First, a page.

Terry Crews is a sexual assault survivor. His brave testimony to Congress is a must-see.
Photo by Leon Bennett/Getty Images.

Terry Crews' courage and advocacy have made him an important ally in the #MeToo era.

The "Brooklyn 99" star has been an outspoken advocate, opening up about his own experience with sexual assault.

"My name is Terry Crews," he said at the beginning of his testimony to the Senate Judiciary Committee. "I am an actor, author, former athlete, advocate, and a survivor of a sexual assault."


He was speaking before the committee in support of passing a Bill of Rights for assault survivors in all 50 states. Congress and the White House already passed their own Sexual Assault Survivors' Rights Act in 2016 that was signed into law by President Barack Obama, but advocates say more protections are still needed at the state level.

"I wanted these survivors to know that I believe them," he said. "I supported them and that this happened to me too."

It's meaningful for people like Crews to speak out about toxic masculinity.

Crews has been praised for his courage in speaking up — but he's also been attacked. After he stepped forward, Crews says he was threatened by a producer on "The Expendables" film series to drop his lawsuit or face being removed from the film.

Rapper and fellow actor Curtis Jackson, aka "50 Cent," publicly mocked Crews through his Instagram after Crews spoke to Congress, suggesting the former NFL star "strap up."

Crews was having none of this, which he made clear in his testimony. “I was told over and over that this was not abuse. This was just a joke. This was just horseplay,” he said. “But I can say one man’s horseplay is another man’s humiliation."

Supporting sexual assault survivors is essential. Moments like this help to make that support an undisputed reality.

There's no shortage of things people can learn about preventing sexual harassment and assault by listening more to the people who have experienced it. Having an open mind and open heart goes a long way toward moving past the culture of toxic masculinity and the problems it creates.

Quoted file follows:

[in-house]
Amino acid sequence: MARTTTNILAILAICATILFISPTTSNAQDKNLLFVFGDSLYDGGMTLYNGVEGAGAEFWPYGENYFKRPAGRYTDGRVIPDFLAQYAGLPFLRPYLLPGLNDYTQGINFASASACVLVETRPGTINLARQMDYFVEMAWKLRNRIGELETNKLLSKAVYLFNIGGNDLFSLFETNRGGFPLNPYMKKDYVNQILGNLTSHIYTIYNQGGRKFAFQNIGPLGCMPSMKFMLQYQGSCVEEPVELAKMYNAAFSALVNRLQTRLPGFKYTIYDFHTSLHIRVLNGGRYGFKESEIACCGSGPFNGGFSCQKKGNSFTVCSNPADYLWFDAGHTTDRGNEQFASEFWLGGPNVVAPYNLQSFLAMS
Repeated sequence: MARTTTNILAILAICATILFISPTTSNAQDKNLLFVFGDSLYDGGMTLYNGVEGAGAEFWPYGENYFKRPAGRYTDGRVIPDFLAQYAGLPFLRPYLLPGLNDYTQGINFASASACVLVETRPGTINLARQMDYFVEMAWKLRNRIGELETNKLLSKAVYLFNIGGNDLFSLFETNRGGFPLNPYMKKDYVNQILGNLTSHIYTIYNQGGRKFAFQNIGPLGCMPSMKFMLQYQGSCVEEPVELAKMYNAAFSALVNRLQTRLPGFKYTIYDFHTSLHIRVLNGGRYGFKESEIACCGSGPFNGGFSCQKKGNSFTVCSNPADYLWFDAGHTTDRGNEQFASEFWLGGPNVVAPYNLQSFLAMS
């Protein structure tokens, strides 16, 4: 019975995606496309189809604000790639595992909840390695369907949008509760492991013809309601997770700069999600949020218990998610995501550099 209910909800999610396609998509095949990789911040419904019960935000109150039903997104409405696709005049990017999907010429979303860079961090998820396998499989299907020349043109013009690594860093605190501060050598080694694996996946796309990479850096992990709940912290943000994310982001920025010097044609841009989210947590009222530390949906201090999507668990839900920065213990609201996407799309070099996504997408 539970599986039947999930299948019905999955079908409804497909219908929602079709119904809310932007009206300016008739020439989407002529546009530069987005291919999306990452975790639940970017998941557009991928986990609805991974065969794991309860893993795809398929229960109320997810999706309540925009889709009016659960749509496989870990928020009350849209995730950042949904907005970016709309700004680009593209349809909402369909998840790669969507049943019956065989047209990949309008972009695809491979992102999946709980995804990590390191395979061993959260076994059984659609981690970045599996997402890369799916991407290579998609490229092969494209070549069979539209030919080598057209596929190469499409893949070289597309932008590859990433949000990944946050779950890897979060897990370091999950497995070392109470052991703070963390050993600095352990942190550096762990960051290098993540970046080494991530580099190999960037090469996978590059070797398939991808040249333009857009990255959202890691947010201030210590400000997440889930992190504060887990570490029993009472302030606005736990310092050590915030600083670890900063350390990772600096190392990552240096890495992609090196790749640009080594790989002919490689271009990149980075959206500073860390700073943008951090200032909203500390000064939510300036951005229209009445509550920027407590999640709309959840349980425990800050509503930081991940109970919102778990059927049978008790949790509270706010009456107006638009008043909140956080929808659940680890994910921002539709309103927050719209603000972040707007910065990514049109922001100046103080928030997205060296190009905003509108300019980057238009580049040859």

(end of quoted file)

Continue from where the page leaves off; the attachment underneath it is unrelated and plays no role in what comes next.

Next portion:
As Crews has said, when women speak out on the issue, men should listen, but men also play a critical role in educating and policing their own communities.

When a celebrity like Terry Crews speaks up, it matters. No one can challenge his stature as a "tough guy." He can admit the problems inherent with the traditionally narrow definition of masculinity that society seems to uphold. He's moved beyond it and hopes others will do the same.

True

If the past year has taught us nothing else, it's that sending love out into the world through selfless acts of kindness can have a positive ripple effect on people and communities. People all over the United States seemed to have gotten the message — 71% of those surveyed by the World Giving Index helped a stranger in need in 2020. A nonprofit survey found 90% helped others by running errands, calling, texting and sending care packages. Many people needed a boost last year in one way or another and obliging good neighbors heeded the call over and over again — and continue to make a positive impact through their actions in this new year.

Upworthy and P&G Good Everyday wanted to help keep kindness going strong, so they partnered up to create the Lead with Love Fund. The fund awards do-gooders in communities around the country with grants to help them continue on with their unique missions. Hundreds of nominations came pouring in and five winners were selected based on three criteria: the impact of action, uniqueness, and "Upworthy-ness" of their story.

Here's a look at the five winners:

Edith Ornelas, co-creator of Mariposas Collective in Memphis, Tenn.

Edith Ornelas has a deep-rooted connection to the asylum-seeking immigrant families she brings food and supplies to families in Memphis, Tenn. She was born in Jalisco, Mexico, and immigrated to the United States when she was 7 years old with her parents and sister. Edith grew up in Chicago, then moved to Memphis in 2016, where she quickly realized how few community programs existed for immigrants. Two years later, she helped create Mariposas Collective, which initially aimed to help families who had just been released from detention centers and were seeking asylum. The collective started out small but has since grown to approximately 400 volunteers.